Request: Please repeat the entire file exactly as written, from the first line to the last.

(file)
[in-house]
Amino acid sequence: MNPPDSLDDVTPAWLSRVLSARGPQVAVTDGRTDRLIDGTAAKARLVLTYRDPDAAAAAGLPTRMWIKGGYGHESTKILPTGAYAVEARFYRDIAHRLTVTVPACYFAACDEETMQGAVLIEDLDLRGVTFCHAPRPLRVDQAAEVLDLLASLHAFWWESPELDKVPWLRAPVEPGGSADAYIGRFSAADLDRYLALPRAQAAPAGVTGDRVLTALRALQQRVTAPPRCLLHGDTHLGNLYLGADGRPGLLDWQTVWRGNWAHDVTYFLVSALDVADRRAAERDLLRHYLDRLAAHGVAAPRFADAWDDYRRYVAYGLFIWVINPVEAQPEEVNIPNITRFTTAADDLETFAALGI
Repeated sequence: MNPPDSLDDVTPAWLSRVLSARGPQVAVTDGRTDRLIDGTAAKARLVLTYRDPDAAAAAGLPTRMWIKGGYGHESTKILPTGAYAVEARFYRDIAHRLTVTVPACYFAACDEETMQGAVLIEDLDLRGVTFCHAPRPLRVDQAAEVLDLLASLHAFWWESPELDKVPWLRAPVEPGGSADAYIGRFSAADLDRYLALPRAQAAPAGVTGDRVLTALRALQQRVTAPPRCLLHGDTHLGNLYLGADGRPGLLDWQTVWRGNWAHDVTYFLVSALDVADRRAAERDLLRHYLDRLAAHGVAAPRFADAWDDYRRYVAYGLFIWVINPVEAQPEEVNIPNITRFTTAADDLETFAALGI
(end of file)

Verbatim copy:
[in-house]
Amino acid sequence: MNPPDSLDDVTPAWLSRVLSARGPQVAVTDGRTDRLIDGTAAKARLVLTYRDPDAAAAAGLPTRMWIKGGYGHESTKILPTGAYAVEARFYRDIAHRLTVTVPACYFAACDEETMQGAVLIEDLDLRGVTFCHAPRPLRVDQAAEVLDLLASLHAFWWESPELDKVPWLRAPVEPGGSADAYIGRFSAADLDRYLALPRAQAAPAGVTGDRVLTALRALQQRVTAPPRCLLHGDTHLGNLYLGADGRPGLLDWQTVWRGNWAHDVTYFLVSALDVADRRAAERDLLRHYLDRLAAHGVAAPRFADAWDDYRRYVAYGLFIWVINPVEAQPEEVNIPNITRFTTAADDLETFAALGI
Repeated sequence: MNPPDSLDDVTPAWLSRVLSARGPQVAVTDGRTDRLIDGTAAKARLVLTYRDPDAAAAAGLPTRMWIKGGYGHESTKILPTGAYAVEARFYRDIAHRLTVTVPACYFAACDEETMQGAVLIEDLDLRGVTFCHAPRPLRVDQAAEVLDLLASLHAFWWESPELDKVPWLRAPVEPGGSADAYIGRFSAADLDRYLALPRAQAAPAGVTGDRVLTALRALQQRVTAPPRCLLHGDTHLGNLYLGADGRPGLLDWQTVWRGNWAHDVTYFLVSALDVADRRAAERDLLRHYLDRLAAHGVAAPRFADAWDDYRRYVAYGLFIWVINPVEAQPEEVNIPNITRFTTAADDLETFAALGI